Labouyi farine France (Flour porridge)

Wheat PorridgeBack home, in the weekly menu, it was guaranteed that the all purpose flour (also known as Farine France) ingredient would be listed.
Either as breakfast or supper, mother would make sure that we would have porridge! Flour porridge to be more precise. When I moved here in New York, the only porridge-like dish that was offered to me was oatmeal. I grew very fond of it as I would eat it frequently in the morning with maple syrup and blueberries . YUM !
But it would just not quite cut it for me. It was far from reminding me the taste of  our morning Akasan (some kind of corn porridge/ I will soon post about it) or our evening labouyi of banana, cassava, potato and farine france (flour).
I was craving it one day so bad after school that I disparately called up a friend on the phone and asked her to teach me how to cook it!.

FLOUR PORRIDGE

Ingredients
3 cups of  Water
1 can of evaporated milk (5oz)
2 tbsp of sugar
3/4 or 1/2 cup of All purpose flour
Cinnamon
1 tsp Vanilla extract
2 Star anise
zest of lemon
1 tsp of grated nutmeg

Directions
Pour 2 cups of water in a Pot and let it boil . After a while, you can add your spices and sugar.
Leave them to boil to form a tea-like substance.
Pour the remaining cup of water into a bowl while the 2 cups of water are still boiling with the spices.
Add the flour gradually into it. Stir until homogeneous and clump-free.
Add your flour mixture into your tea mixture. Stir continuously as you slowly add the milk.
Stir until thick enough (to your liking).
NEVER cover your porridge.

I would usually eat my porridge with pieces of bread that I would rip with my fingers and let them sink into the creamy dish. I’d pick it up with my spoon and enjoy the sweet and warm dish!
But today as I am more health-aware, I prefer eating it with fruits and sometimes I add a lite maple syrup to it.Wheat Porridge

Bon appetit 😉

P.S. More holiday-like recipes coming up. I miss home so much!

Published by Nathalie JB

Bonjou! My name is Nathalie Jean-Baptiste. Yes! I know, my last name doesn’t get any more Haitian than that! Who am I really? I consider myself a renaissance woman. I looooooove learning new skills in any field possible: Culinary, baking, painting, crafting, designing, writing, knitting, sewing. You name it! I often joke while saying “ I’m a tout bagay”. Which literally translates to “I’m everything”. Most say I'd make a great surgeon due to the agility in my hands. Sure, I can manage any tasks requiring detail and precision. It drives my audacity to venture in the kitchen with absolutely no experience. What better motivation than to share my culinary journey with you? To help you get better at things you probably thought you couldn't do. At least, that was my drive! I guess by now, you’ve already figured out that I'm the cook and photographer behind “Pilon lakay”. This blog started 8 years ago as I realized that I knew absolutely nothing about Haitian cuisine. Back home, I was never taught how to cook nor was I ever interested in being in the kitchen unless it involved baking. Instead, I loved preparing cakes and cookies. (Shhhh! I still do). After a couple of years in the US, like most of us immigrants, I missed food from home. The good stuff, you know! So I decided to take matters into my own hands and make of this a personal exploration of Haitian food. Boy what a journey it has been! While cooking up a storm in the kitchen, I wanted to encourage others like me to actually learn and explore Haiti’s gastronomy. I made sure my instructions were personal and beginner friendly. My recipe directions contain a lot more details than any other regular recipes. With a personal touch, it's a depiction of my thought process when I do these many tasks. I'm sure you can cook anything on here! If I can do it, you can too! Come experience Haiti through your taste buds! Meet you in the kitchen! Love, N.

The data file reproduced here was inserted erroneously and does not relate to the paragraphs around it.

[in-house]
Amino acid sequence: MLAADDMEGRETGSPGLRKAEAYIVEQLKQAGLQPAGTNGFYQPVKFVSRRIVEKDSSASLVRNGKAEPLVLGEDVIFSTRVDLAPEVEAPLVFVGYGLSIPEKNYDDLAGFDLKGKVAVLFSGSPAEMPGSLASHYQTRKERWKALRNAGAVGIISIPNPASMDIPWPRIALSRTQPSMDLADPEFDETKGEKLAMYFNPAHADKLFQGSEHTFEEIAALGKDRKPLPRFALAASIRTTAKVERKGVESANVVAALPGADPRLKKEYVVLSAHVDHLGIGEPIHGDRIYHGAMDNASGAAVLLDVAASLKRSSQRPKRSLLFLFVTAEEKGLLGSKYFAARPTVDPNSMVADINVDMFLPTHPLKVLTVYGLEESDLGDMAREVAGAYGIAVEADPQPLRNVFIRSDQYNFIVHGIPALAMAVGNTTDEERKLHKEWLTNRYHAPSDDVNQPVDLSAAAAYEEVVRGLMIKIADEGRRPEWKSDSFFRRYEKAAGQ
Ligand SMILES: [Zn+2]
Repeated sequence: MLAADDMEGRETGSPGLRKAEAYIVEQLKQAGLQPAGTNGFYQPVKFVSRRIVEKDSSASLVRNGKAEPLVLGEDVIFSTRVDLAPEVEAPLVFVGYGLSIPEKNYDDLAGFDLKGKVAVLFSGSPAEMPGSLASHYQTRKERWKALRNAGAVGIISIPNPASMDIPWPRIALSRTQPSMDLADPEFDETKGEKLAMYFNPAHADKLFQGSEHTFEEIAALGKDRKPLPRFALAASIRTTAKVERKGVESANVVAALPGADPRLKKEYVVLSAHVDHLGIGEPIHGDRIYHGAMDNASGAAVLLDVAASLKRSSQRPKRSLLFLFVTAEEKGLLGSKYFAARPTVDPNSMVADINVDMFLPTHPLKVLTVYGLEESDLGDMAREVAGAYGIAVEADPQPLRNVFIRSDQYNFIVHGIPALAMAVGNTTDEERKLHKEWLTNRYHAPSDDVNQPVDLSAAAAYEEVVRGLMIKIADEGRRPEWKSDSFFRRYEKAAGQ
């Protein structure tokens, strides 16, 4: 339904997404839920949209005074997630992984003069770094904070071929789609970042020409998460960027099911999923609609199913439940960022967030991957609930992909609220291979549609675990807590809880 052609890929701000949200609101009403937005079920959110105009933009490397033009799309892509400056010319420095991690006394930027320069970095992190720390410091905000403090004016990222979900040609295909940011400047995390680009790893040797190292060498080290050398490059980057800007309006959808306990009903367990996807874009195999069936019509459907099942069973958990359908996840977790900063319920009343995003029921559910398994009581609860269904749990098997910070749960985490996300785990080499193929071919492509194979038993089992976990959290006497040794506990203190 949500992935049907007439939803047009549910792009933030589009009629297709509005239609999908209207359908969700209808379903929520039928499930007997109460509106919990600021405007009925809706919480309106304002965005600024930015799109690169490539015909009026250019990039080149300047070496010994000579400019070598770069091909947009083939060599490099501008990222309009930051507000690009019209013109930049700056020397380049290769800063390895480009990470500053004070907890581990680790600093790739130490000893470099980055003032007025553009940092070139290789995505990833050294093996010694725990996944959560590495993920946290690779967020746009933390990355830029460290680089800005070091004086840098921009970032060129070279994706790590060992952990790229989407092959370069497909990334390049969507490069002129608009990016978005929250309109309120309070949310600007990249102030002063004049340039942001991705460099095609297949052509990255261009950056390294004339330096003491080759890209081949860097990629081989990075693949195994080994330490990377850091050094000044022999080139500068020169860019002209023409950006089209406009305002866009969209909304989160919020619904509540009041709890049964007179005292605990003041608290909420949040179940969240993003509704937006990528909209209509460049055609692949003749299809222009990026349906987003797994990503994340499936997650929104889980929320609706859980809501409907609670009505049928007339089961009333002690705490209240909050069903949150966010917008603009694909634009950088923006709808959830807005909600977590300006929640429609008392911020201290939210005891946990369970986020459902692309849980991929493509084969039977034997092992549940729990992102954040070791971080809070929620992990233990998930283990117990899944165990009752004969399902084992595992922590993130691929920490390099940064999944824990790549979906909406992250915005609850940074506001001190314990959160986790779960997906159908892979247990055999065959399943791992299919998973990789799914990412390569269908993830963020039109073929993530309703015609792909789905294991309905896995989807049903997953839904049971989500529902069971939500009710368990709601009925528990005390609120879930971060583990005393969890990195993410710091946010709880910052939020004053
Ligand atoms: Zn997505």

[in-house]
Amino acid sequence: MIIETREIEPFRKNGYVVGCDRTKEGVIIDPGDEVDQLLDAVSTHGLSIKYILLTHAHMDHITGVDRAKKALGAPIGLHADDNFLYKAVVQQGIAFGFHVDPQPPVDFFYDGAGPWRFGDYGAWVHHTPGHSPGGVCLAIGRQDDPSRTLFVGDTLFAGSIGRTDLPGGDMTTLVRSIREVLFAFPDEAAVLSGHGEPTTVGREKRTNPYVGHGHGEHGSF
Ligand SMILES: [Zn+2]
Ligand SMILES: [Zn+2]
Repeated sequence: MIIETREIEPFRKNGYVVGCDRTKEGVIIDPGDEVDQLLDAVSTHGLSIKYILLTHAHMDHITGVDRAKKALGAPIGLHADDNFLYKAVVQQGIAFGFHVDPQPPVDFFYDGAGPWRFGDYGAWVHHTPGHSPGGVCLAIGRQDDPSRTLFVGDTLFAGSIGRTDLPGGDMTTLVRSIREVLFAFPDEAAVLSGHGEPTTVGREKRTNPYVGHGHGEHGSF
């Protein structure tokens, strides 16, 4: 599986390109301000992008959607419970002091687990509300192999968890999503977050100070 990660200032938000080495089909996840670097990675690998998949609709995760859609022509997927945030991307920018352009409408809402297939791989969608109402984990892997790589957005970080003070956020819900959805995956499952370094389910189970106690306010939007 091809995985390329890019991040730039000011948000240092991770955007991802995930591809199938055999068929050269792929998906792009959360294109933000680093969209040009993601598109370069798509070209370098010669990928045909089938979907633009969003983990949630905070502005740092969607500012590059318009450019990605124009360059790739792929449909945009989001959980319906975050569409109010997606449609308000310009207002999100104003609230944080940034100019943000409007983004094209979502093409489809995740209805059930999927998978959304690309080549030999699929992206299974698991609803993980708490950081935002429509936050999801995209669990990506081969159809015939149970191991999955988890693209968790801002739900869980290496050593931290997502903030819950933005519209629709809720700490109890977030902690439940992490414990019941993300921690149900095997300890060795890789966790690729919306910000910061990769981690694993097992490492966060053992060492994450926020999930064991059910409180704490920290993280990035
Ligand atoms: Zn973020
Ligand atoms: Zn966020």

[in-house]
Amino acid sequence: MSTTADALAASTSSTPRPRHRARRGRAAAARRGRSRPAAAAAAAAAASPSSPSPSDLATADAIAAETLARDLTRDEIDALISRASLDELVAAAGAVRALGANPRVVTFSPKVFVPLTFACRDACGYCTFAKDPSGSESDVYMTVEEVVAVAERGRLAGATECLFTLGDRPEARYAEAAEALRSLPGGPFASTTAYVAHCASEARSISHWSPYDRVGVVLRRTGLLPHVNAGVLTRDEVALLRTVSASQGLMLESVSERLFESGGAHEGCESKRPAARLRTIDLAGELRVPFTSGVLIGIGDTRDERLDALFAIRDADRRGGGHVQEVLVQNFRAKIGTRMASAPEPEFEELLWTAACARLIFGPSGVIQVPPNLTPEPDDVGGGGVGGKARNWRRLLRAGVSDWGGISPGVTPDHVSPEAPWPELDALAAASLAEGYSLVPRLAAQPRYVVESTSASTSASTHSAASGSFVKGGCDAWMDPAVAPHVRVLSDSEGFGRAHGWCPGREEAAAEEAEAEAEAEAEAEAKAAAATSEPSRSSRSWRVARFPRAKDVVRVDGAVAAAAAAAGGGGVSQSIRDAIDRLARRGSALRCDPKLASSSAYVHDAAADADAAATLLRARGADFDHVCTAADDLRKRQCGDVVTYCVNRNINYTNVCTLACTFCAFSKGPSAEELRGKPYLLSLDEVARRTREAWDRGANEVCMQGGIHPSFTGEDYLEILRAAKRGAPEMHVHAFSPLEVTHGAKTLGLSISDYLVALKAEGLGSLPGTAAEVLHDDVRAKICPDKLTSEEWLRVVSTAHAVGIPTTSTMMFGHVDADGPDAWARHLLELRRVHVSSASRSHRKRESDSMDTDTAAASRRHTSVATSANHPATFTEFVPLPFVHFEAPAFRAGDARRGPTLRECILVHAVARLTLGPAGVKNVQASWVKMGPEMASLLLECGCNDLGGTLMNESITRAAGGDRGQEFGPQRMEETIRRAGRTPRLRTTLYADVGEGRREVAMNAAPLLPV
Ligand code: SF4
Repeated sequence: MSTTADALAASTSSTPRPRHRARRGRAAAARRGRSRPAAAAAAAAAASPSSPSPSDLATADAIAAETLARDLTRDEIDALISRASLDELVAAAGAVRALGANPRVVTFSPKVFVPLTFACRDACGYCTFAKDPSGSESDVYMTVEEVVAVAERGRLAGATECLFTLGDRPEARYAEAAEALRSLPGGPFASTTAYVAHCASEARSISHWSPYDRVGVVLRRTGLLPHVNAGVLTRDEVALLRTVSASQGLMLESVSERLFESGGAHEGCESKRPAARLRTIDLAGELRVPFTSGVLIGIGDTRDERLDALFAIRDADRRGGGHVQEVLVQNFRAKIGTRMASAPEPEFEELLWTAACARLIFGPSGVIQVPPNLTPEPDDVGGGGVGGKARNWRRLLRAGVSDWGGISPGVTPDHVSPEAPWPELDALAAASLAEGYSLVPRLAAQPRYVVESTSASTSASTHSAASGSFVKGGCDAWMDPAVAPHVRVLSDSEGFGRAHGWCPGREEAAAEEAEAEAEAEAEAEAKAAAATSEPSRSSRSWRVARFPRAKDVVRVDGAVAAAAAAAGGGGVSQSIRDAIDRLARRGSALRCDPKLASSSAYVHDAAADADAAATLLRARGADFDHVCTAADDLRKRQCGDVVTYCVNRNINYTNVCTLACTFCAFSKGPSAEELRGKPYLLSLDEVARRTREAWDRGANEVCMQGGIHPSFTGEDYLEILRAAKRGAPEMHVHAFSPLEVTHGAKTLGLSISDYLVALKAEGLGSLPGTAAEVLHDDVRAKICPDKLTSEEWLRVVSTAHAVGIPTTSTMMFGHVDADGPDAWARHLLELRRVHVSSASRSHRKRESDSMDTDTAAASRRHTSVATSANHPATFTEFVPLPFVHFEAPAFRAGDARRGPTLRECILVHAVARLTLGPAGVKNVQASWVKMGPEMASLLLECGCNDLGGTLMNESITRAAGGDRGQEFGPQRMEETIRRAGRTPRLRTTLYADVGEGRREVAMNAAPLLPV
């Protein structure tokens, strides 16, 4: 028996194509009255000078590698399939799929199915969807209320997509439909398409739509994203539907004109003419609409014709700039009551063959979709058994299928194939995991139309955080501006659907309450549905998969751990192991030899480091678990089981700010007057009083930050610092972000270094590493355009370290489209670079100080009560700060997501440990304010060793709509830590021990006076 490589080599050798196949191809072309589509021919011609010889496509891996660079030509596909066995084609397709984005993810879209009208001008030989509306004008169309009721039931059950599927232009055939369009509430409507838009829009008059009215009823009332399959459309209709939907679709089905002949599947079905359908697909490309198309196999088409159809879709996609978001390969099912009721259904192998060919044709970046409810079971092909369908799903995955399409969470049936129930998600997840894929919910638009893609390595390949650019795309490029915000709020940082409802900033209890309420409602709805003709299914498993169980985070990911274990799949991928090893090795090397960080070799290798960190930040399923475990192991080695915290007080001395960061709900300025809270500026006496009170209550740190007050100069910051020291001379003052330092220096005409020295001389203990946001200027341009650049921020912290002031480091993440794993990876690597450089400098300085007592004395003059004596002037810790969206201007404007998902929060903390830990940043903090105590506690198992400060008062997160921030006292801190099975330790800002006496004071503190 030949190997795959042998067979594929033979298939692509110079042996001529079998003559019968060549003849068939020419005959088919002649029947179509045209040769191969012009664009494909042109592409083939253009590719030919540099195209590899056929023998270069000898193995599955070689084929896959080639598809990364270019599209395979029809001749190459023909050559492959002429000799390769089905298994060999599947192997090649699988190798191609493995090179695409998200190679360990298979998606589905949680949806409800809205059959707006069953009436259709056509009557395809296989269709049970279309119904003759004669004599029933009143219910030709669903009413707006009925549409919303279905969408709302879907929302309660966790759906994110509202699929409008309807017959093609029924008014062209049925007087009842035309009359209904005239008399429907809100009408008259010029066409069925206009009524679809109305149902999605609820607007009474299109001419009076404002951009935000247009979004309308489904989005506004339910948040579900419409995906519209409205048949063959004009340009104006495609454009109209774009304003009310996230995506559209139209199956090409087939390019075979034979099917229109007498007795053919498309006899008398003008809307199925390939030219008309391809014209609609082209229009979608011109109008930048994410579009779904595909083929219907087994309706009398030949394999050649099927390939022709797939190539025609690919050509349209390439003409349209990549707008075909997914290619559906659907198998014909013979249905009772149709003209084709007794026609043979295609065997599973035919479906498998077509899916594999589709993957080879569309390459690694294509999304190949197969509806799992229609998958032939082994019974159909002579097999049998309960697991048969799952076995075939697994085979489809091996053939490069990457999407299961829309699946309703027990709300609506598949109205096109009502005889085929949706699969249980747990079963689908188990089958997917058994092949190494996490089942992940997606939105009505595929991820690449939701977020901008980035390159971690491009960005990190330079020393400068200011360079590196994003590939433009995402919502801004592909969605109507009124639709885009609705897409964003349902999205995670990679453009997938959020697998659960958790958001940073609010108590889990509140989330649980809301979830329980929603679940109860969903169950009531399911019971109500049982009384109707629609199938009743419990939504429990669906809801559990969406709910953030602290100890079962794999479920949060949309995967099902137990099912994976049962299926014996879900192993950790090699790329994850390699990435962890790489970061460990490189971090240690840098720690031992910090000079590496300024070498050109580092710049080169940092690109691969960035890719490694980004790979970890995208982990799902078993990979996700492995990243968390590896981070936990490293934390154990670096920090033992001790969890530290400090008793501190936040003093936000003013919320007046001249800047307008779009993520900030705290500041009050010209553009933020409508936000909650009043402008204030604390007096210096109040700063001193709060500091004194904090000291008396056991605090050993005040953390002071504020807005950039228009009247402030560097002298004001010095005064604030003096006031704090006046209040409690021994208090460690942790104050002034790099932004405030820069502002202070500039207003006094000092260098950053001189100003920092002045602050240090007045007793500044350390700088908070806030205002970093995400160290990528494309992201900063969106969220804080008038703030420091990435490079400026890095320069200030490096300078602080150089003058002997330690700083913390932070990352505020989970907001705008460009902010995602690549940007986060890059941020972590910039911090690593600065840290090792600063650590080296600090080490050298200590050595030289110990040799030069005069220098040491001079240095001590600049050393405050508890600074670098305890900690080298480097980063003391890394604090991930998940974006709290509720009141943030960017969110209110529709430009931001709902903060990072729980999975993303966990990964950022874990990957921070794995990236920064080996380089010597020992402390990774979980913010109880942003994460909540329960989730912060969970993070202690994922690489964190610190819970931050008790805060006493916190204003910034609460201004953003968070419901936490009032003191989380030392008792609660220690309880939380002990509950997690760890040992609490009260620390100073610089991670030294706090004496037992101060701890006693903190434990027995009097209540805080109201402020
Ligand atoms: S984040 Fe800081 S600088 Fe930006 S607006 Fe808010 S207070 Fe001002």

5 thoughts on “Labouyi farine France (Flour porridge)

  1. I found your site purely by accident. I was in the kitchen today making Labouyi and explaining to my daughter how to make it (she’s 12) she knows how to make Labouyi with the green plantain, but this is her fav. I will try your recipe, which is a lot like mine. The only difference, I toast my flour (not to brown, but to cook it a luttle) while my water and spices are cooking. I found that it does not make it very lumpy. I’ll try it without toasting next time

  2. All purpose flour is not Farine France. Farine France aka Farine pomme de Terre is completely different than all purpose flour. Can’t even compare in texture nor taste.

    1. Interesting. I’ve looked into it and asked the “granmounns” (elderlies) and was told the exact opposite.
      Farine France is all purpose flour and potato flour is just potato flour.
      I guess I need to look into it some more. Thank you for your input. If you find out anything additional on your side, don’t hesitate to share

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